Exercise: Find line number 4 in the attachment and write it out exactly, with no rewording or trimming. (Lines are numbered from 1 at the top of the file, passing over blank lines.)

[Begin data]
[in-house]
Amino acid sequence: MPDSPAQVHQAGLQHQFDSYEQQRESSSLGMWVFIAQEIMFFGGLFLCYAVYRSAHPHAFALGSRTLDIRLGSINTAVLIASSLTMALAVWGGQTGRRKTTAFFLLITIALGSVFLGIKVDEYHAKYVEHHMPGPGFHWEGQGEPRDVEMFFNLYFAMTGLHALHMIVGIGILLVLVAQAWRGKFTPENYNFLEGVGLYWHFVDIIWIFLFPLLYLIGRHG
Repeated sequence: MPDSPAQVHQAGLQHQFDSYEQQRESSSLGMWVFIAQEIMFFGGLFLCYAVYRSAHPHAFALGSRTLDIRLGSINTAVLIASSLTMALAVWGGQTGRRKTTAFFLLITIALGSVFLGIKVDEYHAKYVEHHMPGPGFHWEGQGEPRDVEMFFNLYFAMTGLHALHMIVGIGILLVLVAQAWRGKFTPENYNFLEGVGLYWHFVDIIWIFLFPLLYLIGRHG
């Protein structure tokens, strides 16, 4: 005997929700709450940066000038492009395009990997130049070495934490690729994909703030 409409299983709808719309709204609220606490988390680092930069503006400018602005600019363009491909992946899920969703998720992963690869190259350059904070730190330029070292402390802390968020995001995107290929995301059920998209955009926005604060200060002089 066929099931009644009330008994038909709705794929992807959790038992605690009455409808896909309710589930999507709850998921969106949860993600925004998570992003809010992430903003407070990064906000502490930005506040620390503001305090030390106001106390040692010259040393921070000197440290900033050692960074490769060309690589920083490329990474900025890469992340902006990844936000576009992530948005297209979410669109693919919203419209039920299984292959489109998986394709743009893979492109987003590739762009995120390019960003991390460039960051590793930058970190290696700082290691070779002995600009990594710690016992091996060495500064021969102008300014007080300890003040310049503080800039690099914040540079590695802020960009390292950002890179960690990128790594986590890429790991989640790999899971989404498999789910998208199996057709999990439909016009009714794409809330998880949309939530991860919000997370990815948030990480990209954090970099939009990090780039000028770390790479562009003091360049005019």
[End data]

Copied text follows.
């Protein structure tokens, strides 16, 4: 005997929700709450940066000038492009395009990997130049070495934490690729994909703030 409409299983709808719309709204609220606490988390680092930069503006400018602005600019363009491909992946899920969703998720992963690869190259350059904070730190330029070292402390802390968020995001995107290929995301059920998209955009926005604060200060002089 066929099931009644009330008994038909709705794929992807959790038992605690009455409808896909309710589930999507709850998921969106949860993600925004998570992003809010992430903003407070990064906000502490930005506040620390503001305090030390106001106390040692010259040393921070000197440290900033050692960074490769060309690589920083490329990474900025890469992340902006990844936000576009992530948005297209979410669109693919919203419209039920299984292959489109998986394709743009893979492109987003590739762009995120390019960003991390460039960051590793930058970190290696700082290691070779002995600009990594710690016992091996060495500064021969102008300014007080300890003040310049503080800039690099914040540079590695802020960009390292950002890179960690990128790594986590890429790991989640790999899971989404498999789910998208199996057709999990439909016009009714794409809330998880949309939530991860919000997370990815948030990480990209954090970099939009990090780039000028770390790479562009003091360049005019």